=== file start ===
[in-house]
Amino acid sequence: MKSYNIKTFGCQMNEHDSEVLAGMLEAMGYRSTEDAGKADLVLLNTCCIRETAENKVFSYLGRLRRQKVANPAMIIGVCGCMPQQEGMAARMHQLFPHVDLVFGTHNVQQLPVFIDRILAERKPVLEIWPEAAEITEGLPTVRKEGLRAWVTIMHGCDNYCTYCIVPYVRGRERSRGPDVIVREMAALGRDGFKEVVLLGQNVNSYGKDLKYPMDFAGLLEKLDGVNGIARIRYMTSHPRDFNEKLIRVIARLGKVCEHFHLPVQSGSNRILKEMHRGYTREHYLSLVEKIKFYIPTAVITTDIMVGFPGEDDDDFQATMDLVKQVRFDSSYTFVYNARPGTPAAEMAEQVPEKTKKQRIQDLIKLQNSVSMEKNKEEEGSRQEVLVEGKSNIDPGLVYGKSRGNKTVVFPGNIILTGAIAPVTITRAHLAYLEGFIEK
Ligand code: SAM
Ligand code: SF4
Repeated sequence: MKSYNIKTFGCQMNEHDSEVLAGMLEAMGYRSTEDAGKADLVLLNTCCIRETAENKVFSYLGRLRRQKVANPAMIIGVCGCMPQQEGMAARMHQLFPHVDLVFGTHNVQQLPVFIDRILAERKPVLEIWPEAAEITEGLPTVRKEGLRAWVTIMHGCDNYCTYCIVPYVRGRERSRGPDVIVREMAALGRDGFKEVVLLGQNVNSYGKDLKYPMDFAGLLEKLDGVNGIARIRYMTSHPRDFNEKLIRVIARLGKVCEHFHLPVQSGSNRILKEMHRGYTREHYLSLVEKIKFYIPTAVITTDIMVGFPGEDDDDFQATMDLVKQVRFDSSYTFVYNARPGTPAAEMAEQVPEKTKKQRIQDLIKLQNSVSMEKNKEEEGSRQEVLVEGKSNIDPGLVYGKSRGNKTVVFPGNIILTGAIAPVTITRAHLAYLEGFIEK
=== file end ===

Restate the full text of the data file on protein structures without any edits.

[in-house]
Amino acid sequence: MKSYNIKTFGCQMNEHDSEVLAGMLEAMGYRSTEDAGKADLVLLNTCCIRETAENKVFSYLGRLRRQKVANPAMIIGVCGCMPQQEGMAARMHQLFPHVDLVFGTHNVQQLPVFIDRILAERKPVLEIWPEAAEITEGLPTVRKEGLRAWVTIMHGCDNYCTYCIVPYVRGRERSRGPDVIVREMAALGRDGFKEVVLLGQNVNSYGKDLKYPMDFAGLLEKLDGVNGIARIRYMTSHPRDFNEKLIRVIARLGKVCEHFHLPVQSGSNRILKEMHRGYTREHYLSLVEKIKFYIPTAVITTDIMVGFPGEDDDDFQATMDLVKQVRFDSSYTFVYNARPGTPAAEMAEQVPEKTKKQRIQDLIKLQNSVSMEKNKEEEGSRQEVLVEGKSNIDPGLVYGKSRGNKTVVFPGNIILTGAIAPVTITRAHLAYLEGFIEK
Ligand code: SAM
Ligand code: SF4
Repeated sequence: MKSYNIKTFGCQMNEHDSEVLAGMLEAMGYRSTEDAGKADLVLLNTCCIRETAENKVFSYLGRLRRQKVANPAMIIGVCGCMPQQEGMAARMHQLFPHVDLVFGTHNVQQLPVFIDRILAERKPVLEIWPEAAEITEGLPTVRKEGLRAWVTIMHGCDNYCTYCIVPYVRGRERSRGPDVIVREMAALGRDGFKEVVLLGQNVNSYGKDLKYPMDFAGLLEKLDGVNGIARIRYMTSHPRDFNEKLIRVIARLGKVCEHFHLPVQSGSNRILKEMHRGYTREHYLSLVEKIKFYIPTAVITTDIMVGFPGEDDDDFQATMDLVKQVRFDSSYTFVYNARPGTPAAEMAEQVPEKTKKQRIQDLIKLQNSVSMEKNKEEEGSRQEVLVEGKSNIDPGLVYGKSRGNKTVVFPGNIILTGAIAPVTITRAHLAYLEGFIEK